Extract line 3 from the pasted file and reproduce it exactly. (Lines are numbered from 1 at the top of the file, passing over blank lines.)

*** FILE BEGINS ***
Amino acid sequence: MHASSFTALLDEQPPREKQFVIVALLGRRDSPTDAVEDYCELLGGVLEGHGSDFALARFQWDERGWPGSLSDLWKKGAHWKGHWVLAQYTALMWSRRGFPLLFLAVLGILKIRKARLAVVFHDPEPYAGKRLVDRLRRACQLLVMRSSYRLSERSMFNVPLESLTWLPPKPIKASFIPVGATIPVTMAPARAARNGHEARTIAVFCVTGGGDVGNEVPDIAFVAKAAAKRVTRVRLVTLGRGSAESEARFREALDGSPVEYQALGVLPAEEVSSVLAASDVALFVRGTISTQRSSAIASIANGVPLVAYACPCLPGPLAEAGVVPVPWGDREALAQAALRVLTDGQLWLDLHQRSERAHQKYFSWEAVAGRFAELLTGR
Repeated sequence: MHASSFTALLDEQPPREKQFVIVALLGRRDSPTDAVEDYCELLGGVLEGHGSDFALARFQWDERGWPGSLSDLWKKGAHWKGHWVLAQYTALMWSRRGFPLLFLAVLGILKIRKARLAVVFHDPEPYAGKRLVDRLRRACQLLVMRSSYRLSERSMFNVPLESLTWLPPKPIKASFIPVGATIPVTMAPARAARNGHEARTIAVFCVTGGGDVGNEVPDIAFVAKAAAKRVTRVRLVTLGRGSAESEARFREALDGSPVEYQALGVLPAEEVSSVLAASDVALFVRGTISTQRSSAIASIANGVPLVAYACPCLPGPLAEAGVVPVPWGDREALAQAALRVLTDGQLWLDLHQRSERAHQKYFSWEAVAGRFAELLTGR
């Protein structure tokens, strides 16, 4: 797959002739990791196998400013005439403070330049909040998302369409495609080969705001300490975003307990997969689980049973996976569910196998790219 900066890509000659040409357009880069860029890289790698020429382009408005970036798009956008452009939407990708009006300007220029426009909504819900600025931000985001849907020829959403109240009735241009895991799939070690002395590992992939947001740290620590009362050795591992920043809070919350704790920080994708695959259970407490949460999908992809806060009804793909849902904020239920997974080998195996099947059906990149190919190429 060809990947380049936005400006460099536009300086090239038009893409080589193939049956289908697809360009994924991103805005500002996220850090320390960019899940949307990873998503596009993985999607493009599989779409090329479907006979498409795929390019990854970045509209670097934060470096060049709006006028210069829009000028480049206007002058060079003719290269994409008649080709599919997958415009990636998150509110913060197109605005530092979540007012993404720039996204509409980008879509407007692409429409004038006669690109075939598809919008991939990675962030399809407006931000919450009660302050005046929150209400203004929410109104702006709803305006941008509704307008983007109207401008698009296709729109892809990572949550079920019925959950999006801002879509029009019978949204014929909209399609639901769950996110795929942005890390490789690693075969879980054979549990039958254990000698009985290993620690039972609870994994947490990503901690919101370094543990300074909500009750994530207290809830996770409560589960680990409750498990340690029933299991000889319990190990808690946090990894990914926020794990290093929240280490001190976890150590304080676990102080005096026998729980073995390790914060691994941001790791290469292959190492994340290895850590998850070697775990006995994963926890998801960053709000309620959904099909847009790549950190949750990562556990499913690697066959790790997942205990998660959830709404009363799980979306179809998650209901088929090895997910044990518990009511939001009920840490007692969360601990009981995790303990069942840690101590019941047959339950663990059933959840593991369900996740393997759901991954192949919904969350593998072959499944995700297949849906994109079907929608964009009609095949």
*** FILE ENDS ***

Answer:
């Protein structure tokens, strides 16, 4: 797959002739990791196998400013005439403070330049909040998302369409495609080969705001300490975003307990997969689980049973996976569910196998790219 900066890509000659040409357009880069860029890289790698020429382009408005970036798009956008452009939407990708009006300007220029426009909504819900600025931000985001849907020829959403109240009735241009895991799939070690002395590992992939947001740290620590009362050795591992920043809070919350704790920080994708695959259970407490949460999908992809806060009804793909849902904020239920997974080998195996099947059906990149190919190429 060809990947380049936005400006460099536009300086090239038009893409080589193939049956289908697809360009994924991103805005500002996220850090320390960019899940949307990873998503596009993985999607493009599989779409090329479907006979498409795929390019990854970045509209670097934060470096060049709006006028210069829009000028480049206007002058060079003719290269994409008649080709599919997958415009990636998150509110913060197109605005530092979540007012993404720039996204509409980008879509407007692409429409004038006669690109075939598809919008991939990675962030399809407006931000919450009660302050005046929150209400203004929410109104702006709803305006941008509704307008983007109207401008698009296709729109892809990572949550079920019925959950999006801002879509029009019978949204014929909209399609639901769950996110795929942005890390490789690693075969879980054979549990039958254990000698009985290993620690039972609870994994947490990503901690919101370094543990300074909500009750994530207290809830996770409560589960680990409750498990340690029933299991000889319990190990808690946090990894990914926020794990290093929240280490001190976890150590304080676990102080005096026998729980073995390790914060691994941001790791290469292959190492994340290895850590998850070697775990006995994963926890998801960053709000309620959904099909847009790549950190949750990562556990499913690697066959790790997942205990998660959830709404009363799980979306179809998650209901088929090895997910044990518990009511939001009920840490007692969360601990009981995790303990069942840690101590019941047959339950663990059933959840593991369900996740393997759901991954192949919904969350593998072959499944995700297949849906994109079907929608964009009609095949």